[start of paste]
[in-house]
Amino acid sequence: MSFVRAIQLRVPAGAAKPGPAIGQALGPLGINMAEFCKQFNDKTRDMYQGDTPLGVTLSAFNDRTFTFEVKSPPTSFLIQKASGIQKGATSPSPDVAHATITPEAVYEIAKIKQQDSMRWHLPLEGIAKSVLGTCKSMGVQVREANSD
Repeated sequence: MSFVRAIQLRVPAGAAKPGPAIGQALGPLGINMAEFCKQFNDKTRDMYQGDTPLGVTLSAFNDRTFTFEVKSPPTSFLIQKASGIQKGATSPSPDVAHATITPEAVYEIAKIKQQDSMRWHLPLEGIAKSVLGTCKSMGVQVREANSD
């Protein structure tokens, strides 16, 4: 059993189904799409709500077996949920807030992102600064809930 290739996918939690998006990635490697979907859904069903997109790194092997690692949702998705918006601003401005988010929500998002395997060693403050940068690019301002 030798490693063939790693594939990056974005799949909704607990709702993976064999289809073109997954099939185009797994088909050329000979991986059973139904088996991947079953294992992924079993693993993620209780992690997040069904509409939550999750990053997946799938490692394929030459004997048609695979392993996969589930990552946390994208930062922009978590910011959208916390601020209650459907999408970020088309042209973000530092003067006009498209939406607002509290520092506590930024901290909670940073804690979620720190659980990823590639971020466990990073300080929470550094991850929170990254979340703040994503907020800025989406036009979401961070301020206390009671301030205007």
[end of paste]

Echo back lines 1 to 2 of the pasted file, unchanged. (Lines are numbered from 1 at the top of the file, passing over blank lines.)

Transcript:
[in-house]
Amino acid sequence: MSFVRAIQLRVPAGAAKPGPAIGQALGPLGINMAEFCKQFNDKTRDMYQGDTPLGVTLSAFNDRTFTFEVKSPPTSFLIQKASGIQKGATSPSPDVAHATITPEAVYEIAKIKQQDSMRWHLPLEGIAKSVLGTCKSMGVQVREANSD